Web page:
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Vezina Trophy

The Vezina Trophy is awarded to the best goaltender in the National Hockey League during the regular season. Created in 1927 in honour of Georges Vézina, who died in 1926 at the age of 39, the trophy was originally awarded to the goaltender with the best goals-against average. Beginning in 1946, it was presented to the main goalie for the team that had allowed the fewest goals in the regular season; in 1965, it was expanded to include all of the team’s goalies who had played in at least 25 games. Since 1982, the winner has been determined by a vote among all NHL general managers. Voting occurs at the end of the regular season and the trophy is handed out during the NHL Awards, following the Stanley Cup playoffs.



The playing court, 18 m x 9 m, is divided by a centreline. Above the centreline is an extended net, placed 2.43 m high for men and 2.24 m high for women. The goal of the game is to send the ball, according to the regulations, over the net to the floor on the opposite court.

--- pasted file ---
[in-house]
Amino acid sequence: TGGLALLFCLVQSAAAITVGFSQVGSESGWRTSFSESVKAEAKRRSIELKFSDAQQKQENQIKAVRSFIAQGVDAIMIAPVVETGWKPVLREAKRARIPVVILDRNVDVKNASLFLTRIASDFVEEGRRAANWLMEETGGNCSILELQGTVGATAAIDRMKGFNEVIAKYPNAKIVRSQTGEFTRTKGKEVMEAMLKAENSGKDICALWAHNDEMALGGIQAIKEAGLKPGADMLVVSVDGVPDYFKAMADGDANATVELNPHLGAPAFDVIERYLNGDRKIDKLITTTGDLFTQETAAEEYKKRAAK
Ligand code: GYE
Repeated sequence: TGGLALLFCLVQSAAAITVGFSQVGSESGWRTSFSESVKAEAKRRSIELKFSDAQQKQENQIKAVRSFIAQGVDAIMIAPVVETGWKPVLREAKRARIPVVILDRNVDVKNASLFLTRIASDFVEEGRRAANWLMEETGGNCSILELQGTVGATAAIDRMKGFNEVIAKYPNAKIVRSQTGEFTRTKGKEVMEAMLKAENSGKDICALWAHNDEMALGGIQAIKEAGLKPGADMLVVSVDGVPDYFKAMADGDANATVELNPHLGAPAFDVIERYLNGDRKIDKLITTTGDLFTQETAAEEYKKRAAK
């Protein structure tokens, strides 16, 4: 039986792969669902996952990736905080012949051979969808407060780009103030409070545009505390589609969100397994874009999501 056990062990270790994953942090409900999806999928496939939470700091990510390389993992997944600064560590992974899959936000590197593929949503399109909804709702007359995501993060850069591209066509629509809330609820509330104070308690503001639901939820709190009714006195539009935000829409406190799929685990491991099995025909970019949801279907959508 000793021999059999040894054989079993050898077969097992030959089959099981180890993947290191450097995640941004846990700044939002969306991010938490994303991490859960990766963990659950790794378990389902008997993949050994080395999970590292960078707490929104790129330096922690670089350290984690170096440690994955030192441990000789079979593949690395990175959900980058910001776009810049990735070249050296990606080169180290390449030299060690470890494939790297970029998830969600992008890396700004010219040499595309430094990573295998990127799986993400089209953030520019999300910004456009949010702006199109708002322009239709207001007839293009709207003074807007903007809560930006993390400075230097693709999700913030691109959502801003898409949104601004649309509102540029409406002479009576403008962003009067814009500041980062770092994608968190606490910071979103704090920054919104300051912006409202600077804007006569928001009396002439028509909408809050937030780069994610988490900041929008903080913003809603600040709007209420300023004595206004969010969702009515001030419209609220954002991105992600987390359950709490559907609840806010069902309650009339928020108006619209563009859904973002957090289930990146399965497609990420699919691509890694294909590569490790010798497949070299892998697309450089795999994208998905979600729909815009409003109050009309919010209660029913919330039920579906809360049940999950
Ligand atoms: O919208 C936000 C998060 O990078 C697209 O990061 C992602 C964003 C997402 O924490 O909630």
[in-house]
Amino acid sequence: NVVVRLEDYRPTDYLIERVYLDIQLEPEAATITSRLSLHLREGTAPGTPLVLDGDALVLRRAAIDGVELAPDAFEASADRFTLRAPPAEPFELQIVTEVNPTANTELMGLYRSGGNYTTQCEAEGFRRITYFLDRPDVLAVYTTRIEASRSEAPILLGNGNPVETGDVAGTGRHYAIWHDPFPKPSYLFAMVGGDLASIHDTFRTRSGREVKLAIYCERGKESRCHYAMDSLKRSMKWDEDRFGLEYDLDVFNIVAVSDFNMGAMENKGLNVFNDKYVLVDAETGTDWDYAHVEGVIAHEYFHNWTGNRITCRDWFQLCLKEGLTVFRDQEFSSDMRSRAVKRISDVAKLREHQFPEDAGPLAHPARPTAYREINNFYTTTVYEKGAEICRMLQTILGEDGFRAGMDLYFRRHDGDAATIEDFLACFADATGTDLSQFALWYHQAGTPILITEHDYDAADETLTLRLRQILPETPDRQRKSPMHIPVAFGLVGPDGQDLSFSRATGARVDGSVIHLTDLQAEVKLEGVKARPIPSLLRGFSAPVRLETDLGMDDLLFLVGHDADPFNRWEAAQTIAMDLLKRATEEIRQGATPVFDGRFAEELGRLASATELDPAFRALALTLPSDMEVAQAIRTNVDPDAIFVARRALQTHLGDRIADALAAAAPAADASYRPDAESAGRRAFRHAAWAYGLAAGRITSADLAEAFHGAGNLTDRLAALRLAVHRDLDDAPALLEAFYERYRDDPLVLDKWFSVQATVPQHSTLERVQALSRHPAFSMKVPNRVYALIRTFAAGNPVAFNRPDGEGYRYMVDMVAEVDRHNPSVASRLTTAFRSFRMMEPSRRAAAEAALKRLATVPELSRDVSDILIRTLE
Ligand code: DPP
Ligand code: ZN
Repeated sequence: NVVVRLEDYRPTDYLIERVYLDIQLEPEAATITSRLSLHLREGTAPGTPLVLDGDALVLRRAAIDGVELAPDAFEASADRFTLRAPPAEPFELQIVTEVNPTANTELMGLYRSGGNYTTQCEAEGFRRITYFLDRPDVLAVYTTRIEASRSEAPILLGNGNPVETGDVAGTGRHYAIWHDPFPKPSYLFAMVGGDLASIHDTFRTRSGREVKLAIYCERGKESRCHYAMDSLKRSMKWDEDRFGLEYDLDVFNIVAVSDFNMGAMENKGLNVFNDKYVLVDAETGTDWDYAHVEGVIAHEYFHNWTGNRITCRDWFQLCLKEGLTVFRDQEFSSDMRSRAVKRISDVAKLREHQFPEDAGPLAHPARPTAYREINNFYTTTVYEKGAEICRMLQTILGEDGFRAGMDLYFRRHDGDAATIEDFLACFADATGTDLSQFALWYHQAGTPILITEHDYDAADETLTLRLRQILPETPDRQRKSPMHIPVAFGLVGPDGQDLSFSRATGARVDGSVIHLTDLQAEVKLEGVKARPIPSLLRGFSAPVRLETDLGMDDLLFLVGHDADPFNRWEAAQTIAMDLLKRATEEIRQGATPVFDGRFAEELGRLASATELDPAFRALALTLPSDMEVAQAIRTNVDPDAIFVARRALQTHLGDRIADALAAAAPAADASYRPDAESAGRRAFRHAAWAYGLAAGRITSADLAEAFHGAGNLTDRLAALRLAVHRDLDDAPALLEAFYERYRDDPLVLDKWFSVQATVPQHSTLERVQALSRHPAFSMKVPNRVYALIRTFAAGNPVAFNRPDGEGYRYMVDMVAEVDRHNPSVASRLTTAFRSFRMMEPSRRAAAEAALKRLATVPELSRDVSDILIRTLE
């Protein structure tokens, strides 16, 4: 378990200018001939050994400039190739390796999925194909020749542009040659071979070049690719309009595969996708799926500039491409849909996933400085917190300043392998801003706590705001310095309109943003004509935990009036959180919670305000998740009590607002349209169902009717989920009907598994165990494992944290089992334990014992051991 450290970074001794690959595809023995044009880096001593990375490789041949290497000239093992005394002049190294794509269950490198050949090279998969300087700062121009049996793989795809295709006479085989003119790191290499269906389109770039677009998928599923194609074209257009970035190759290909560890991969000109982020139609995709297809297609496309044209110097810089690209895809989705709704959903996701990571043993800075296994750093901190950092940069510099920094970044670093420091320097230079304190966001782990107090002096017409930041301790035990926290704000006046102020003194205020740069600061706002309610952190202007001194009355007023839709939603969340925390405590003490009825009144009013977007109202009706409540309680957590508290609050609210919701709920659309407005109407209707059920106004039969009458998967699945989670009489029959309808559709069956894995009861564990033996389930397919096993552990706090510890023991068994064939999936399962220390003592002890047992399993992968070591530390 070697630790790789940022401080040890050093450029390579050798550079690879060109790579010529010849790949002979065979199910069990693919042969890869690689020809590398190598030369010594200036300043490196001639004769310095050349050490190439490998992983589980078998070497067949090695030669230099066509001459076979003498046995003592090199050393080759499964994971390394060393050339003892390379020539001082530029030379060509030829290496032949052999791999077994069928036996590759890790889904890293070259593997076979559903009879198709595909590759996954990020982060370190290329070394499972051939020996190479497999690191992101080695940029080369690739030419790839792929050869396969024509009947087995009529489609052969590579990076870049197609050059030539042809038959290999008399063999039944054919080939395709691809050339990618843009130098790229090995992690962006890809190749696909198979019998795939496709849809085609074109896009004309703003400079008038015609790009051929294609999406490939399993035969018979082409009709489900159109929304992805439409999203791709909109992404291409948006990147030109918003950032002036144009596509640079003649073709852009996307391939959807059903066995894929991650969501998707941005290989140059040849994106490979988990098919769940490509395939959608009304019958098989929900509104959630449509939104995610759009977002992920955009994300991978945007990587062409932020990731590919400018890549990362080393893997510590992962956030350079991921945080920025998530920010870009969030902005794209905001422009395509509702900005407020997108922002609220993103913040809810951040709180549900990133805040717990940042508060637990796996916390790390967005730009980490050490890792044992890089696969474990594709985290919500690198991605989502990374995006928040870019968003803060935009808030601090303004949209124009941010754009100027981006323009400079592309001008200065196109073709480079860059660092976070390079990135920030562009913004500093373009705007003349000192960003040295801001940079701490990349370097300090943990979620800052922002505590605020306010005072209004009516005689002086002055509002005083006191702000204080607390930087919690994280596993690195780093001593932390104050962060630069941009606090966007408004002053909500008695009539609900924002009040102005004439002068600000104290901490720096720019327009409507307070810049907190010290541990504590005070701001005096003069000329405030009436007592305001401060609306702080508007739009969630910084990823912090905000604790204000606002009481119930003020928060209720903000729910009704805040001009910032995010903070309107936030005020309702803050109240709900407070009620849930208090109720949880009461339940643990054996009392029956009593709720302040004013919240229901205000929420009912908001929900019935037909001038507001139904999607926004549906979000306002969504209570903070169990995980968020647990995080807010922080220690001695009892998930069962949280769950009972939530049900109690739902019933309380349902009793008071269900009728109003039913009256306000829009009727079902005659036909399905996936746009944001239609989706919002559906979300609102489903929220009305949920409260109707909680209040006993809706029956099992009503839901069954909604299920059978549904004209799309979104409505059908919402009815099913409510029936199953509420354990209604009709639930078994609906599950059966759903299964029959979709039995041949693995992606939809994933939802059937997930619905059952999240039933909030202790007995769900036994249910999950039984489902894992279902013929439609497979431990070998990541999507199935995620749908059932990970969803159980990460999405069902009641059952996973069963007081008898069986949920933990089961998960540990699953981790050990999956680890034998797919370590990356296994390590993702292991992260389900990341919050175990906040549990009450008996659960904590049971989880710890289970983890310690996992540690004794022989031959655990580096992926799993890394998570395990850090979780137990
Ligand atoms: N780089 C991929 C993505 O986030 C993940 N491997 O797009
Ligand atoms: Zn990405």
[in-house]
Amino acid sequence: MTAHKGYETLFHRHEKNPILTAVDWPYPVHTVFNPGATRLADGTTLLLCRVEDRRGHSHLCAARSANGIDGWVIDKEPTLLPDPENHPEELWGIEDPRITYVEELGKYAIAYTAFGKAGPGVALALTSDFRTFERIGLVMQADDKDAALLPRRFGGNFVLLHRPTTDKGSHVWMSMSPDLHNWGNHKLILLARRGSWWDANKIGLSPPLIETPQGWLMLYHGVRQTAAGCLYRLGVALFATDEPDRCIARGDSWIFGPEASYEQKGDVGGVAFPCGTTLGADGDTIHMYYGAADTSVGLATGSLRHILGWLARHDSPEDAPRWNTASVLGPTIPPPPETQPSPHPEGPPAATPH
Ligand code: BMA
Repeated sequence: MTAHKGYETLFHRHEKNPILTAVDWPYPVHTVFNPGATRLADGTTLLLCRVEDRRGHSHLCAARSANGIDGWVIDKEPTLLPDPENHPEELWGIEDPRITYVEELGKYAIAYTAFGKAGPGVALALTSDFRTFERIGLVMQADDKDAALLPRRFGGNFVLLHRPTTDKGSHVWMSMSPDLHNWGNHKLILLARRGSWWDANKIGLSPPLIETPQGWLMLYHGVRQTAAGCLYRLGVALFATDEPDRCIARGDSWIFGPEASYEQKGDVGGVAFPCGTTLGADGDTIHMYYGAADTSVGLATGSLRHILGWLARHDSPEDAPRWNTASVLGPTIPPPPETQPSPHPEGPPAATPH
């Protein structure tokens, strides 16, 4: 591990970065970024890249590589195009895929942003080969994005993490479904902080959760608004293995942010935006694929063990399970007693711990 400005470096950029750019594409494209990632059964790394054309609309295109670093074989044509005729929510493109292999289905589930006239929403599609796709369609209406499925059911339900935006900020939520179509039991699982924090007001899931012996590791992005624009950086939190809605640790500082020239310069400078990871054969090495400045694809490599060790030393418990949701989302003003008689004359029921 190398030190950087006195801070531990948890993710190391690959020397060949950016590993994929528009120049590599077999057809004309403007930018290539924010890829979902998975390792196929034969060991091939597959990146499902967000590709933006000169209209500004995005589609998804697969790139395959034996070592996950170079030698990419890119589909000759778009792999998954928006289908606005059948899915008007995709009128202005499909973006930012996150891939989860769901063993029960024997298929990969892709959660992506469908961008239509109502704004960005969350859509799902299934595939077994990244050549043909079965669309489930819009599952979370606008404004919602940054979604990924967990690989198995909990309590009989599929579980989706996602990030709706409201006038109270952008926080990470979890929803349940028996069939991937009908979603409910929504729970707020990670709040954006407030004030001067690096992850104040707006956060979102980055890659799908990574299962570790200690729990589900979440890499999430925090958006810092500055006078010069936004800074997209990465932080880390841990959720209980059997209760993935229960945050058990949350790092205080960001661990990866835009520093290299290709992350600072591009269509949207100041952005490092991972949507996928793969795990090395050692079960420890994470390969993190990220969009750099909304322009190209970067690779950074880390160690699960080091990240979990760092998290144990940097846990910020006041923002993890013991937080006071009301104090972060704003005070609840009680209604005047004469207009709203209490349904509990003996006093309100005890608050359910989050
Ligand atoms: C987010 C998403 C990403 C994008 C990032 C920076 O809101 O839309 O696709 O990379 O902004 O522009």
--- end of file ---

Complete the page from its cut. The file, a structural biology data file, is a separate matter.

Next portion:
Water Polo

Water polo is a sport played in water, generally a swimming pool, by 2 teams of 13 players each (7 per team in the field of play at one time), with the object of propelling a ball through the opposing goal.


Water Skiing

Water skiing is a sport in which competitors slalom, perform tricks, and jump on water skis while being towed by a speedboat. The sport was derived from snow SKIING and aquaplaning and was started in the US by Ralph Samuelson in 1922. It is perhaps the fastest-growing, all-family competitive sport.



 This spectacular indoor sport is composed of 2 events: the snatch, and the clean and jerk. In the snatch, the athlete lifts the bar to arm's length in one continuous motion. In the clean and jerk, he lifts the bar to his shoulders, then jerks it overhead to arm's length.


World Hockey Association

World Hockey Association, professional HOCKEY league established 1971 (first season of play was 1972-73) to challenge the NATIONAL HOCKEY LEAGUE. Canada was well represented in the new league, with teams in Ottawa, Québec City, Edmonton and Winnipeg.



Humans wrestled first for survival and eventually for sport; in fact, drawings on cave walls portray a form of freestyle wrestling. Wall paintings in Egyptian tombs from about 2000 BC depict matches that show moves very similar to those practised today.



Yachting refers to races of watercraft using sail power only. Competitors are required to complete a prescribed course in the shortest possible time, passing marker buoys in the correct order and on the correct side.